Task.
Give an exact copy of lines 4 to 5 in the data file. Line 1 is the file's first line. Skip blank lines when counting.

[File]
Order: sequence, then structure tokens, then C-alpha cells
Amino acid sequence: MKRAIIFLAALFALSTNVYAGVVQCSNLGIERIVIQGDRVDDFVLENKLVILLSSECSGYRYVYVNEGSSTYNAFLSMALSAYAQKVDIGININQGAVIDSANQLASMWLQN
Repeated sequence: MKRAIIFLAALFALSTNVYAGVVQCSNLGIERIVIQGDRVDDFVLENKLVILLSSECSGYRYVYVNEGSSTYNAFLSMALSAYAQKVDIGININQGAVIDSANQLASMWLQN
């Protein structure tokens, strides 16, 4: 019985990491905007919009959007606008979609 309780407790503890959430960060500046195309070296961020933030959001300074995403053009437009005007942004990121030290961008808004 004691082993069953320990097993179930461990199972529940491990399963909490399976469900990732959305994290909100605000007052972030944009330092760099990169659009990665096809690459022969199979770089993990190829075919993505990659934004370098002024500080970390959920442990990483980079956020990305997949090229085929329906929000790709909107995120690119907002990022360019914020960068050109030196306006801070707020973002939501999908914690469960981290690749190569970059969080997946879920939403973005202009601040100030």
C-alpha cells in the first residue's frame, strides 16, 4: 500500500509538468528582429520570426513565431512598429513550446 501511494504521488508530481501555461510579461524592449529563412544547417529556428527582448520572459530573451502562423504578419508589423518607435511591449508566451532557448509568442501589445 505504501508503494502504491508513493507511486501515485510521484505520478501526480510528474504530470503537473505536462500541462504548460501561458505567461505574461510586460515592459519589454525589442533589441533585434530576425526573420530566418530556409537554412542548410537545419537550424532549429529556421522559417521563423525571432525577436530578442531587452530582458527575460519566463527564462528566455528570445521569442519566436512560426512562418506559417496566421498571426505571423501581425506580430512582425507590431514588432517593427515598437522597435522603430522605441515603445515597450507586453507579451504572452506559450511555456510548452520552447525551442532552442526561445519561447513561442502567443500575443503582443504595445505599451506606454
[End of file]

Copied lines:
């Protein structure tokens, strides 16, 4: 019985990491905007919009959007606008979609 309780407790503890959430960060500046195309070296961020933030959001300074995403053009437009005007942004990121030290961008808004 004691082993069953320990097993179930461990199972529940491990399963909490399976469900990732959305994290909100605000007052972030944009330092760099990169659009990665096809690459022969199979770089993990190829075919993505990659934004370098002024500080970390959920442990990483980079956020990305997949090229085929329906929000790709909107995120690119907002990022360019914020960068050109030196306006801070707020973002939501999908914690469960981290690749190569970059969080997946879920939403973005202009601040100030």
C-alpha cells in the first residue's frame, strides 16, 4: 500500500509538468528582429520570426513565431512598429513550446 501511494504521488508530481501555461510579461524592449529563412544547417529556428527582448520572459530573451502562423504578419508589423518607435511591449508566451532557448509568442501589445 505504501508503494502504491508513493507511486501515485510521484505520478501526480510528474504530470503537473505536462500541462504548460501561458505567461505574461510586460515592459519589454525589442533589441533585434530576425526573420530566418530556409537554412542548410537545419537550424532549429529556421522559417521563423525571432525577436530578442531587452530582458527575460519566463527564462528566455528570445521569442519566436512560426512562418506559417496566421498571426505571423501581425506580430512582425507590431514588432517593427515598437522597435522603430522605441515603445515597450507586453507579451504572452506559450511555456510548452520552447525551442532552442526561445519561447513561442502567443500575443503582443504595445505599451506606454